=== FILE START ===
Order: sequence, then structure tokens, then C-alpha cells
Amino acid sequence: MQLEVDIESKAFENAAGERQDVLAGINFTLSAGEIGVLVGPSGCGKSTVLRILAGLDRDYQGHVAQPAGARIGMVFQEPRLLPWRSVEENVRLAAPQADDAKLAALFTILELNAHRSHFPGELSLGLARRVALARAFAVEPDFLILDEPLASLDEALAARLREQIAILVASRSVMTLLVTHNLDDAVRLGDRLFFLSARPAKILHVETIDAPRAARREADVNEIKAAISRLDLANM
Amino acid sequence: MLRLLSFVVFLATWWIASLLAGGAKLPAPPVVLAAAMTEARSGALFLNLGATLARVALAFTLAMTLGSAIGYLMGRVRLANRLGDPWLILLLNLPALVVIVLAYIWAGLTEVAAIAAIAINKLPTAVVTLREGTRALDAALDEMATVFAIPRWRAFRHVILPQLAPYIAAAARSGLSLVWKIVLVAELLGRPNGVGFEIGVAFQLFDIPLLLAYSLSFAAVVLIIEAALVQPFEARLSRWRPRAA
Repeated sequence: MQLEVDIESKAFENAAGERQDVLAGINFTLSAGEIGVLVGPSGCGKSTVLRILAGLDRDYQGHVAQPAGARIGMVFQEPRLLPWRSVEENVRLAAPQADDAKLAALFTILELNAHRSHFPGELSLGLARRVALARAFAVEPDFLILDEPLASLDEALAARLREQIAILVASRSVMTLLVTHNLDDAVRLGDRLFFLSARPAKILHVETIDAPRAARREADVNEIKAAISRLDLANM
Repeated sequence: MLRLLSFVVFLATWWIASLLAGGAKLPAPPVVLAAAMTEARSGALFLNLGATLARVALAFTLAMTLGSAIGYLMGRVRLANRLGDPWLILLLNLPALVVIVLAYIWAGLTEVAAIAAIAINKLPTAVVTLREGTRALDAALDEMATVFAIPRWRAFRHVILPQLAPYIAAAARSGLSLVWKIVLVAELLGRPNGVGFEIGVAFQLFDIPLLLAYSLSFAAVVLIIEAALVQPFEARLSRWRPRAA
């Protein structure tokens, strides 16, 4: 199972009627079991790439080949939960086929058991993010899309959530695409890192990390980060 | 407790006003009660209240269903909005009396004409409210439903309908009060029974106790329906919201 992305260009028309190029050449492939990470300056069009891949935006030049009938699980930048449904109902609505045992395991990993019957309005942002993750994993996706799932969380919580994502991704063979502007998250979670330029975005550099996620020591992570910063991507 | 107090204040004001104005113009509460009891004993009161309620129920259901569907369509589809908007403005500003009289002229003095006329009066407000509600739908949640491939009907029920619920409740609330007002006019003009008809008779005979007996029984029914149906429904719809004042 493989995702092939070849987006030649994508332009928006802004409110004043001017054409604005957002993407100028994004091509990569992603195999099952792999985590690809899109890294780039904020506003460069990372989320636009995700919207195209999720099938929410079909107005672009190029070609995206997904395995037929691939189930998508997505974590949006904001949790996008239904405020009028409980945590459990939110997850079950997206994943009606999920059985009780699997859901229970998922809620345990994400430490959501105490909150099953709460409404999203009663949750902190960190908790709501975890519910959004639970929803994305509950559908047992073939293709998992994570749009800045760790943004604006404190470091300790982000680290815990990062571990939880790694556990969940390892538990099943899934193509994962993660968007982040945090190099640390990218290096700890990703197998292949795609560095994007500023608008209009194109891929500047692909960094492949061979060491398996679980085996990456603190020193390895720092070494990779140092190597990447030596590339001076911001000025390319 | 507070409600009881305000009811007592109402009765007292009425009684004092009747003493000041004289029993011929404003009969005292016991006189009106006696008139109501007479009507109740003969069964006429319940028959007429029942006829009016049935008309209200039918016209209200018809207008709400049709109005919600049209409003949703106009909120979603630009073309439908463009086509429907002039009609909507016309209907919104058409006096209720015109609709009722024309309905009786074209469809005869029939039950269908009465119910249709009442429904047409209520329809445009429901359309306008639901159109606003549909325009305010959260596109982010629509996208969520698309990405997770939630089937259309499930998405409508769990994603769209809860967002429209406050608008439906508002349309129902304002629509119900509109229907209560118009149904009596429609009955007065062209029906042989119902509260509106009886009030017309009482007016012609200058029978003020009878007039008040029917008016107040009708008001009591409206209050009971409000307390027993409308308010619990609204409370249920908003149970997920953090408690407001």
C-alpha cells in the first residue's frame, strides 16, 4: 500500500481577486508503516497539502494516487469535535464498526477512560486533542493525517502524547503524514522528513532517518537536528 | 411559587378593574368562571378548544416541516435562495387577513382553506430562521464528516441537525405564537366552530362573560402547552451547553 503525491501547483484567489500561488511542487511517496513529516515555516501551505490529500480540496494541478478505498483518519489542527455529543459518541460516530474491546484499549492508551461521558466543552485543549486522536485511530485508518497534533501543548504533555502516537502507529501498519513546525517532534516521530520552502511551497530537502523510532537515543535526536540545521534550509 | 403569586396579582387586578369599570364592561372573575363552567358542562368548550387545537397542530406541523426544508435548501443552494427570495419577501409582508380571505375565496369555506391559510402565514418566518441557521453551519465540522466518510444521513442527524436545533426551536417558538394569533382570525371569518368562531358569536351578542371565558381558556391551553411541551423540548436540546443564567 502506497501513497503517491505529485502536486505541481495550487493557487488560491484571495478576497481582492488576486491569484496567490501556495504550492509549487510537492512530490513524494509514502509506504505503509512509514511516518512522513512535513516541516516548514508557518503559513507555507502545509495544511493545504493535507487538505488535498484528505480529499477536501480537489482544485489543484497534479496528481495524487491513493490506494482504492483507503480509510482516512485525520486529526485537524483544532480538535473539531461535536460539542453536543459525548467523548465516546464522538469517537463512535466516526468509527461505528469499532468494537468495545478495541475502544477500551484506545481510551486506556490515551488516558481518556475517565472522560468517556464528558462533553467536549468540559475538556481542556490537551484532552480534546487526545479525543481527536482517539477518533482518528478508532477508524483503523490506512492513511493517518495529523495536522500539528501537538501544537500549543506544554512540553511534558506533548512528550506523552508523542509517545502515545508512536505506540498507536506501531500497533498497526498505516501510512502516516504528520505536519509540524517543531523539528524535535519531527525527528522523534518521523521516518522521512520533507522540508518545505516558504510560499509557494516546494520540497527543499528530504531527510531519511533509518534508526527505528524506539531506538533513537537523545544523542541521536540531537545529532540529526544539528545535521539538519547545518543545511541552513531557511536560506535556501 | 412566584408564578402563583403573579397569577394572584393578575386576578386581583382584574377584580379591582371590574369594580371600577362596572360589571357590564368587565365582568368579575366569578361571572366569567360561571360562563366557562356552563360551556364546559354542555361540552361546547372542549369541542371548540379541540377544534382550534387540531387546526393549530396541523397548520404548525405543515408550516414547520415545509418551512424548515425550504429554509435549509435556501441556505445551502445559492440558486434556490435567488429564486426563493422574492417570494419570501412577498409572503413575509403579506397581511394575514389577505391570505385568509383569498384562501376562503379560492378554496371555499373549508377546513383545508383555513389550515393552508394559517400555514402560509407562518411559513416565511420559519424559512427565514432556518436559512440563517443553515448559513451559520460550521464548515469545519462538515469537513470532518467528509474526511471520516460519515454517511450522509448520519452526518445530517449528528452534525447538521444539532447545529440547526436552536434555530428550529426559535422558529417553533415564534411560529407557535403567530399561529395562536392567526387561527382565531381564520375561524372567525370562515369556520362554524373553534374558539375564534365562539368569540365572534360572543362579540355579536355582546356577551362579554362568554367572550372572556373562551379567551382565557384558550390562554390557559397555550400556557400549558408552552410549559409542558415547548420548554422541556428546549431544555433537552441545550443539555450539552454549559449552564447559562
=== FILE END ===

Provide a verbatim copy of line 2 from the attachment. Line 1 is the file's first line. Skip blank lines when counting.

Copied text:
Amino acid sequence: MQLEVDIESKAFENAAGERQDVLAGINFTLSAGEIGVLVGPSGCGKSTVLRILAGLDRDYQGHVAQPAGARIGMVFQEPRLLPWRSVEENVRLAAPQADDAKLAALFTILELNAHRSHFPGELSLGLARRVALARAFAVEPDFLILDEPLASLDEALAARLREQIAILVASRSVMTLLVTHNLDDAVRLGDRLFFLSARPAKILHVETIDAPRAARREADVNEIKAAISRLDLANM